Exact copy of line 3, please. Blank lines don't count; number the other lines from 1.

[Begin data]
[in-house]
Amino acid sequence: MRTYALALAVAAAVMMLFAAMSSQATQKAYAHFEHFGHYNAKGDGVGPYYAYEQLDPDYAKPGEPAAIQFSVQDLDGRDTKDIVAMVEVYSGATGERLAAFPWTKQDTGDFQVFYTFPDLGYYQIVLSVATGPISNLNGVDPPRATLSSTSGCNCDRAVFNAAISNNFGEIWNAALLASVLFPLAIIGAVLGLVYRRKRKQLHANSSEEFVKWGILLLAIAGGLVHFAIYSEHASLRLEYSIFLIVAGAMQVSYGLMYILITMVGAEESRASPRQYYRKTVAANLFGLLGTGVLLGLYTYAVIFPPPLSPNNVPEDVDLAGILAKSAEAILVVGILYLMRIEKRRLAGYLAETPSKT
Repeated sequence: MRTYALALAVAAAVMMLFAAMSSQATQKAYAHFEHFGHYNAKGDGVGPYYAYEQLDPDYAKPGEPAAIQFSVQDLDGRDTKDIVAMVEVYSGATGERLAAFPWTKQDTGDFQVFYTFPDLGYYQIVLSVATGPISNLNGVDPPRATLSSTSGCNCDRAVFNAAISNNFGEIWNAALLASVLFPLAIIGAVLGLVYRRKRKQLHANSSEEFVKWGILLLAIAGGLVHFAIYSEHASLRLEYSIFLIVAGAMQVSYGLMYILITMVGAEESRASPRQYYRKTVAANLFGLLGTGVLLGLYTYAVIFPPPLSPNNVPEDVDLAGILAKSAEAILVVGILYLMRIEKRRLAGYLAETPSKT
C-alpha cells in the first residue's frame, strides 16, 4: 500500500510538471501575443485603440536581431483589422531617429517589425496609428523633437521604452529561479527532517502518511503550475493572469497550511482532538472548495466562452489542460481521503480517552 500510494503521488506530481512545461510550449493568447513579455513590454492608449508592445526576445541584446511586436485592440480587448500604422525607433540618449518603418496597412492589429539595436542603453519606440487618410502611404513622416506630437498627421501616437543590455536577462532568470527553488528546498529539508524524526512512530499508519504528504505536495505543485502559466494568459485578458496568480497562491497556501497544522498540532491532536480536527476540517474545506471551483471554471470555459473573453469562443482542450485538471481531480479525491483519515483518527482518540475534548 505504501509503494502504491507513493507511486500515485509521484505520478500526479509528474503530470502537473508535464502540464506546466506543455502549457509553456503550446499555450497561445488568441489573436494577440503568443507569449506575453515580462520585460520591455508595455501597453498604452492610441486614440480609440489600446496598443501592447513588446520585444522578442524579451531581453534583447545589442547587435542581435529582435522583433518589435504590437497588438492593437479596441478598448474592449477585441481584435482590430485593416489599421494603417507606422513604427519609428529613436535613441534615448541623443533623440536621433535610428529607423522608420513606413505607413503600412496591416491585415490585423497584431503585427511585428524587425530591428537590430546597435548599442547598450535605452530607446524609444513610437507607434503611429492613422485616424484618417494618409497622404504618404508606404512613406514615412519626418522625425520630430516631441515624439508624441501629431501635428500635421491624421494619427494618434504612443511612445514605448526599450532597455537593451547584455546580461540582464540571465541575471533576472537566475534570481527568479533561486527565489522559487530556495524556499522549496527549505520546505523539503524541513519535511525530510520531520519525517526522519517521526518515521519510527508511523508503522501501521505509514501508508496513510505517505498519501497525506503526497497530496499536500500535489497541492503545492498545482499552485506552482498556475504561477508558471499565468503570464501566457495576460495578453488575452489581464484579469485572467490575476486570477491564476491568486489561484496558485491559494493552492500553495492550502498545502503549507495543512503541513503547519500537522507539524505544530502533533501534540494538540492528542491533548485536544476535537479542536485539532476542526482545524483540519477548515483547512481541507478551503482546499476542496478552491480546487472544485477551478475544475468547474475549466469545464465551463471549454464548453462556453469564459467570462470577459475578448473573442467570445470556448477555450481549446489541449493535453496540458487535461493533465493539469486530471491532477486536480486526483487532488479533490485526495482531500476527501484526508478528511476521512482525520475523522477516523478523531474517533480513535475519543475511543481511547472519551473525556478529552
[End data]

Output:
Repeated sequence: MRTYALALAVAAAVMMLFAAMSSQATQKAYAHFEHFGHYNAKGDGVGPYYAYEQLDPDYAKPGEPAAIQFSVQDLDGRDTKDIVAMVEVYSGATGERLAAFPWTKQDTGDFQVFYTFPDLGYYQIVLSVATGPISNLNGVDPPRATLSSTSGCNCDRAVFNAAISNNFGEIWNAALLASVLFPLAIIGAVLGLVYRRKRKQLHANSSEEFVKWGILLLAIAGGLVHFAIYSEHASLRLEYSIFLIVAGAMQVSYGLMYILITMVGAEESRASPRQYYRKTVAANLFGLLGTGVLLGLYTYAVIFPPPLSPNNVPEDVDLAGILAKSAEAILVVGILYLMRIEKRRLAGYLAETPSKT